Demos offer a glimpse at a song’s embryonic state and insight into the writer’s initial intent. It’s always interesting the hear how a songwriter interprets their own works when definitive versions have been rendered by others and are ingrained in the public mind. The author’s version usually pales in the shadow of the hit but King’s demos reveal that her distinct phrasings and pronunciations were often copied directly as if learned phonetically. There is a lot more “Carole” in the hit versions than one would have imagined. Her vocal arranging skills, honed from her high school days, are well represented in even her earliest tapes. Background and response vocals were for the most part copied verbatim by the recording artists and producers. While you’d would be hard pressed not to prefer Aretha Franklin’s (“You Make Me Feel Like) A Natural Woman” you’ll also be surprised to hear how closely the feel of the demo is followed.
Stripped to basics, tunes like “Take Good Care of My Baby” point out the melodic nuances and rhythmic patterns King delineated in her piano work. It’s enlightening to examine how arrangers took many of those simple cues and turned them into lush string or horn counterpoints. Alternately you can hear how efficiently King could pitch a tune by approximating the style of established artists. Her harmonies on what became The Everly Brothers hit “Crying In the Rain” highlight that ability.
You Win Some, You Lose Some…
A perfect example of how demoes could be surpassed or lost in the translation is heard on the first two tracks. While Carole’s “Pleasant Valley Sunday” offers a lyrically sophisticated rumination on the quirks of 1960’s suburbia it lacks the signature guitar lick we’ve all come to associate with the tune. The Monkees version, produced by Chip Douglas (also the tune’s bassist) introduced Mike Nesmith’s fuel injected riff (based on George Harrison’s “I Want To Tell You”) and set it on a trajectory for the top of the charts.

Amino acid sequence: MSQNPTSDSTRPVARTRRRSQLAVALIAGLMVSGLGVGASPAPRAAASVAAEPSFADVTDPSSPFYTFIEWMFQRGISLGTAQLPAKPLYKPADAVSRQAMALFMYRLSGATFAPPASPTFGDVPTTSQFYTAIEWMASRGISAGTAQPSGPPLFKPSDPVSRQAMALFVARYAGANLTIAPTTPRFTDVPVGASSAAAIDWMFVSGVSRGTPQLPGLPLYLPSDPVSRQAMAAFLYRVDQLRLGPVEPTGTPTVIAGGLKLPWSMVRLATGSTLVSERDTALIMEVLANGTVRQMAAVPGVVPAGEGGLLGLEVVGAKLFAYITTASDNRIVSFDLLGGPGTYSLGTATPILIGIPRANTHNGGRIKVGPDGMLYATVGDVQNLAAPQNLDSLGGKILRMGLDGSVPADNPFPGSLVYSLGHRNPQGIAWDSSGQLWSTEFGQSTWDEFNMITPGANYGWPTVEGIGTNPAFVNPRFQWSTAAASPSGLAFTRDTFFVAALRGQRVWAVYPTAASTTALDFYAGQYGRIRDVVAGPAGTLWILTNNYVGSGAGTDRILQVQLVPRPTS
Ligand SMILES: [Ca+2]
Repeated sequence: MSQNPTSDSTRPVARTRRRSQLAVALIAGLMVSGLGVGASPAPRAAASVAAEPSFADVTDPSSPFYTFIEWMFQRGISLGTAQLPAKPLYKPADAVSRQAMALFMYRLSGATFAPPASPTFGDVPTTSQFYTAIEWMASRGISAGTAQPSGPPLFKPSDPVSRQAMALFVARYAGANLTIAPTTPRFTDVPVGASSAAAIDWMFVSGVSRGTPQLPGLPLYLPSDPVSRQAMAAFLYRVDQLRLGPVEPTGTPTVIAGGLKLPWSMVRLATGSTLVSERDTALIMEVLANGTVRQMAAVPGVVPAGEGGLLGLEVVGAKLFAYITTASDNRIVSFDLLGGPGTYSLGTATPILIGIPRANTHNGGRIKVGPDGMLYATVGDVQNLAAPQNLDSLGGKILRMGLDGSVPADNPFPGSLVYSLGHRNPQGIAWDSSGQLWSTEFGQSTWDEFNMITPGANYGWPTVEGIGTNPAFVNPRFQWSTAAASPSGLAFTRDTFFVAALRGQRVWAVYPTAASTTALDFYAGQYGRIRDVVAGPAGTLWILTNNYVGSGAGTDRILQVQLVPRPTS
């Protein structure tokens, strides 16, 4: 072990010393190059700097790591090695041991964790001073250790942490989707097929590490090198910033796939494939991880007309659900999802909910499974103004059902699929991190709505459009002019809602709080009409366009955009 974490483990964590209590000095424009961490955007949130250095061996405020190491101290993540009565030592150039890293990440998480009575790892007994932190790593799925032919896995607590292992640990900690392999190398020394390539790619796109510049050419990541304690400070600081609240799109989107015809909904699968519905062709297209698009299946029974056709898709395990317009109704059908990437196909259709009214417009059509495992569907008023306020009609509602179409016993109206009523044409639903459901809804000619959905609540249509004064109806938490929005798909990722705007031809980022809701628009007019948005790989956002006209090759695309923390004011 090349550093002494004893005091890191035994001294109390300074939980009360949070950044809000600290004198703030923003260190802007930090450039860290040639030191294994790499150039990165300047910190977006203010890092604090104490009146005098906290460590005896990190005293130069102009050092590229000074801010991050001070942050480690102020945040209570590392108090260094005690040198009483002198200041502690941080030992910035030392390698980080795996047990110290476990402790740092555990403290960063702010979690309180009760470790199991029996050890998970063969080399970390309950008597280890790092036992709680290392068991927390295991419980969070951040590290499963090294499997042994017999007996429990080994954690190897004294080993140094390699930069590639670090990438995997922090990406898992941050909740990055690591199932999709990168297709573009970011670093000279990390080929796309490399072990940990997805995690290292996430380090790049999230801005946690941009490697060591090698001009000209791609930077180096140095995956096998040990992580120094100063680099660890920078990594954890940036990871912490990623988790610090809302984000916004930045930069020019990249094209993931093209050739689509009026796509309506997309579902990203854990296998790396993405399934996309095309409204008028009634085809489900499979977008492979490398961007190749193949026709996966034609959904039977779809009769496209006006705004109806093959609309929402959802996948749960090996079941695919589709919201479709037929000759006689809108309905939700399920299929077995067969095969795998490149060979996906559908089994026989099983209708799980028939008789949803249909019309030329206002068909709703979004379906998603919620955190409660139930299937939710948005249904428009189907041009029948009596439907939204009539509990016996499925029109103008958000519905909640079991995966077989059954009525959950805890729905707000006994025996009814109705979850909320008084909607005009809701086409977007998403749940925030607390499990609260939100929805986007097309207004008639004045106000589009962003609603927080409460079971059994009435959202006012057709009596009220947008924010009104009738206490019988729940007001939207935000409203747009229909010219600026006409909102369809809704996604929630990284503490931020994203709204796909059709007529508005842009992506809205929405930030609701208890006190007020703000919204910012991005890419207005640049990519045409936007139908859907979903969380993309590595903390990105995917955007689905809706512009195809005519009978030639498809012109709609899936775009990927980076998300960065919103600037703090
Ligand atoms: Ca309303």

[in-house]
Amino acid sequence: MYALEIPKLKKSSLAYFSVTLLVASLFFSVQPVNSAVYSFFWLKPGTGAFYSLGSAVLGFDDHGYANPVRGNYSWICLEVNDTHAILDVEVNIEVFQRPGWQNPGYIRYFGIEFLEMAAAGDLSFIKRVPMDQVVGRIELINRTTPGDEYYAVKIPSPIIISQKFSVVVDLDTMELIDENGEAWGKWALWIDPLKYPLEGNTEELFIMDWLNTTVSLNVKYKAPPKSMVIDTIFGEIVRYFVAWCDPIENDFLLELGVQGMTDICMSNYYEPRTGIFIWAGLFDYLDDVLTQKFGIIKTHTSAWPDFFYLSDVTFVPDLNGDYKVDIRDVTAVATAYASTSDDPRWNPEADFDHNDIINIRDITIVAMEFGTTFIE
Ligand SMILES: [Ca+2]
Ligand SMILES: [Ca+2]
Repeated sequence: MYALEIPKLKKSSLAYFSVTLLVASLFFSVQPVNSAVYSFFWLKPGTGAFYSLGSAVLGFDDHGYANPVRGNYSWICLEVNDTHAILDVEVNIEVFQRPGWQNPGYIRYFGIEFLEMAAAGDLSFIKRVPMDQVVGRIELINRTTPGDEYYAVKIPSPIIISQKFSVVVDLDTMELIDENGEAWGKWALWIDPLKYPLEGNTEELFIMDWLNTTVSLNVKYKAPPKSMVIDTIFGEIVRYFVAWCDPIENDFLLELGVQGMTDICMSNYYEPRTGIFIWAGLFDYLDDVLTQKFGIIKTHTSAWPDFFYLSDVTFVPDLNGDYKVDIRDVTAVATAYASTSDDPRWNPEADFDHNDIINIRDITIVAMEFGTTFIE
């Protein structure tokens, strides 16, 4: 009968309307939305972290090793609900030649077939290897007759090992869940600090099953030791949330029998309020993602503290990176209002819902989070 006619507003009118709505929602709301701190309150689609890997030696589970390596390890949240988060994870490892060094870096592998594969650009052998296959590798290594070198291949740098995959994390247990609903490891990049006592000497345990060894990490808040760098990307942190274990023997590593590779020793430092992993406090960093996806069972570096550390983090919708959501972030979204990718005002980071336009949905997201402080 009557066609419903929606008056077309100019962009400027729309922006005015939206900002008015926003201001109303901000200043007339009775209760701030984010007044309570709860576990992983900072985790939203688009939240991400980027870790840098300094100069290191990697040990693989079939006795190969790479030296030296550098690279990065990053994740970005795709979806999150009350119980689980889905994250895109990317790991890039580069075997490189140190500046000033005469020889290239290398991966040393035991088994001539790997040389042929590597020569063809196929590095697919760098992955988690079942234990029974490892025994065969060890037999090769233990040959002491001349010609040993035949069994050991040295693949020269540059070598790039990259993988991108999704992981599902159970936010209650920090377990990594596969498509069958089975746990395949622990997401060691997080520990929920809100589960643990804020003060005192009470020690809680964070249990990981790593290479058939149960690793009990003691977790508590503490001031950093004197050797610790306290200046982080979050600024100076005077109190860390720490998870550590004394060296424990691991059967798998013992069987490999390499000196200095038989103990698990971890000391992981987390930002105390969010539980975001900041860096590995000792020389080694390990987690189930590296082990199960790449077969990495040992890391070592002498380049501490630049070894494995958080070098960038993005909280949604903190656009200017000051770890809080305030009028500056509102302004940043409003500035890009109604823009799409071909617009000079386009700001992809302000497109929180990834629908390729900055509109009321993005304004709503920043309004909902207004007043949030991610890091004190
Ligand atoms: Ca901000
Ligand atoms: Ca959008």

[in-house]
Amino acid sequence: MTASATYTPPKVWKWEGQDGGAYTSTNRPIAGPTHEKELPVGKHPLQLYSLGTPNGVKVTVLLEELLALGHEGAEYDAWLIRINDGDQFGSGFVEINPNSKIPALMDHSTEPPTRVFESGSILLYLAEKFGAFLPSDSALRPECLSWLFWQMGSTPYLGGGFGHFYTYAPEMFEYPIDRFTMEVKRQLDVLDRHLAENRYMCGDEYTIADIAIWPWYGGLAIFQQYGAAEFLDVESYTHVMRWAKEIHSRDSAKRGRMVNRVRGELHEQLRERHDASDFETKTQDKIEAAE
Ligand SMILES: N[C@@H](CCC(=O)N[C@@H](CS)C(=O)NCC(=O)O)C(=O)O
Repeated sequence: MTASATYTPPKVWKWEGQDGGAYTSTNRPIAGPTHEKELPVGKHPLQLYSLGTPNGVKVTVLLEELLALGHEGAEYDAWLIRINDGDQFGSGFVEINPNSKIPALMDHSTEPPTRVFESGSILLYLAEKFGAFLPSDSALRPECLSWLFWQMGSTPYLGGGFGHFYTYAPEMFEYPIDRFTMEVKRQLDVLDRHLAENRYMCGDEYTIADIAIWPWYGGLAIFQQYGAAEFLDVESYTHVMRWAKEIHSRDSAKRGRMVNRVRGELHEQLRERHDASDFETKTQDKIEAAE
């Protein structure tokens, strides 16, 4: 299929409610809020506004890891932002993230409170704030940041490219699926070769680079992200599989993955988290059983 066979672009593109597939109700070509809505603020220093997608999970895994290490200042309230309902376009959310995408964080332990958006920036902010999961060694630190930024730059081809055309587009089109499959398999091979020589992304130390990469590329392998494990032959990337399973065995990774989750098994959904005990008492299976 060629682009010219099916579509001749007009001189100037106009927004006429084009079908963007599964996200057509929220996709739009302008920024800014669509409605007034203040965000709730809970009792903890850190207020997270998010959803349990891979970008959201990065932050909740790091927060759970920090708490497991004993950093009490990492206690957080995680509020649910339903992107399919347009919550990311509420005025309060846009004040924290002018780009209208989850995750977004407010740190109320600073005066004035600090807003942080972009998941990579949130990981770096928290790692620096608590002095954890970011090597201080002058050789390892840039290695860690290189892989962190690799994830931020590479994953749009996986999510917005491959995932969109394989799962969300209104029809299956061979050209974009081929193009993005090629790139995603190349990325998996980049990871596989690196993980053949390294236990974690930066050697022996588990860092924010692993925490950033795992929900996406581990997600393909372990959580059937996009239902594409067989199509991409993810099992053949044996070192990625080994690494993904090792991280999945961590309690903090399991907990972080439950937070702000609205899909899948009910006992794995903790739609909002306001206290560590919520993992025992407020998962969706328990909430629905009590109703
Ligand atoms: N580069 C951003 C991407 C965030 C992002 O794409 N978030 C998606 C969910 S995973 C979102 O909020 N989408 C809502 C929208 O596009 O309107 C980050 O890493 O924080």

On the other hand The Monkees reading of “So Goes Love” as recorded for their eponymous first album, but left unreleased until the first Missing Links compendium, totally misses the mark. King’s demo reveals it as “one that got away”. Had it been completed more closely to her demonstration tape – especially the complex background harmonies – it could have easily been a chart topper.
Ladies (and Gentlemen) of the Canyon…
Eventually Carole King left her Brill Building roots and along with Joni Mitchell, Jackie DeShannon, James Taylor and CSNY helped to usher in the Laurel Canyon singer/songwriter model that became a staple of 70’s FM rock. Her album Tapestry, sold millions of copies and made her a star in her own right. Quite honestly the demos for songs King made famous herself are less exciting to hear because they feel less revelatory.
It’s an exceptional treat to have these sometimes bootlegged recordings available in excellent condition to explore. They are as enjoyable to hear as they are historically valuable. What’s missing for me? I would have loved the inclusion of two gems from The Monkees soundtrack to Head, “Porpoise Song” and “As We Go Along.” With her memoir topping the New York Times best seller list and interest renewed in the author’s back catalog I’m hoping a second helping of legendary demos will be in the offing soon.